Sean Kirst: For Earth Day, cleaning up parks polluted with pandemic-related
In a pandemic, almost 118 years after his death, his parks were there for Buffalo.
There was, however, one unfortunate side effect: A pileup of litter. Typically, Larkin said, the conservancy has 2,000 volunteers in the parks for projects throughout the year, including organized spring cleanups that are of giant benefit to the staff – but those events were essentially impossible a year ago.
She said there will be a series of targeted and scheduled volunteer efforts over the next week, and she urged anyone looking for ways to help throughout the year to contact Zach Garland, the conservancy’s volunteer coordinator, by using bfloparks.org. As for Garland, he spoke of the difference made by advocates like Bruce Weymouth, a retired librarian who – unable to volunteer in Buffalo’s libraries once the pandemic began – wondered if he could help in the parks.
What he now does, in a low-profile and painstaking way, is work Garland describes as an important volunteer commitment: Weymouth quietly weeds and removes invasive species. As a volunteer, Weymouth has met park regulars he now knows by face, if not by name, and it makes him feel less like a visitor to Olmsted’s parks and maybe, well, more like a part of what they are.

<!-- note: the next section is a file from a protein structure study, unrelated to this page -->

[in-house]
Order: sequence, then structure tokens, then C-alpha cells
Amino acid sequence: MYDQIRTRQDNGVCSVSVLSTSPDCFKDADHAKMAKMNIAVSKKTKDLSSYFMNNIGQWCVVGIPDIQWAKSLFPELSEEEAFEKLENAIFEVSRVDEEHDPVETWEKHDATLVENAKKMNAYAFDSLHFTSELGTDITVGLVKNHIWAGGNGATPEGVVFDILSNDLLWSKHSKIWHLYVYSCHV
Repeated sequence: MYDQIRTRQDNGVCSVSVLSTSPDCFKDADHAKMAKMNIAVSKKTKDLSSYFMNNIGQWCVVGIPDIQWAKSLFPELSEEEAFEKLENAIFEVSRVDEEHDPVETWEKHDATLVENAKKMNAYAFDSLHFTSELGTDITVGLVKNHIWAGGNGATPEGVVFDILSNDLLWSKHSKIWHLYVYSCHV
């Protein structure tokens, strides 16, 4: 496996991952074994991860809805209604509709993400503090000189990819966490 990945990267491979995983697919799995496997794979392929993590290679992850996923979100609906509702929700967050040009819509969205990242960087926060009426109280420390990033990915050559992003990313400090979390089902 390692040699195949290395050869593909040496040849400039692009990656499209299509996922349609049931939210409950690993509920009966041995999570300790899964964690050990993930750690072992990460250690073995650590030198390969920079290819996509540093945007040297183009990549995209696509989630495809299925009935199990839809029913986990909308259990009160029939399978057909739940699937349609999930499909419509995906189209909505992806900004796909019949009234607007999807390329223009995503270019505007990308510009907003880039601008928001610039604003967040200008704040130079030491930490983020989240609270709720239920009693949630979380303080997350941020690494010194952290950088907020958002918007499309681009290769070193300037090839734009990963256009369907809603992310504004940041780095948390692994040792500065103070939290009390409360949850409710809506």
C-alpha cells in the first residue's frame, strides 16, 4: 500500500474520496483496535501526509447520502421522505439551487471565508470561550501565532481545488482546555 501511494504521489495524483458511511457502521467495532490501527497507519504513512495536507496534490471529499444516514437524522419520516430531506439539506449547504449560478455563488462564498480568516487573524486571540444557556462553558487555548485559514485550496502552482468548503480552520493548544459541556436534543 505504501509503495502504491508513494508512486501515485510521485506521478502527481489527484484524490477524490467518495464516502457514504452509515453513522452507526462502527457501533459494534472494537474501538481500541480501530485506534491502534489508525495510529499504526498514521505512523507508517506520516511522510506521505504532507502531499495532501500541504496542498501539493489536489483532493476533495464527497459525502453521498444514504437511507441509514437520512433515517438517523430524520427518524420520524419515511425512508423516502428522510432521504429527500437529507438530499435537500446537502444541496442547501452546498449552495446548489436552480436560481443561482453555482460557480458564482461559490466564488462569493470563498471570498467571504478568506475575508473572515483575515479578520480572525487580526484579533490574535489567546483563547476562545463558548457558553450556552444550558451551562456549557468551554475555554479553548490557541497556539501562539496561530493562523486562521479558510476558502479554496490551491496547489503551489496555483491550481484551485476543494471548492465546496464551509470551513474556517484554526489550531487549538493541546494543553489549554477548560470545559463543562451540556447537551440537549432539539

It is the same way Rosten hopes his students will feel about their city. His official title at McKinley is teacher, but he sees his role there as more of what he describes as a guide or interpreter. He grew up in a small apartment in a crowded section of Cheektowaga, where – in a mysterious fashion that he cannot fully explain – he learned to love the nature he found within reach of his arms.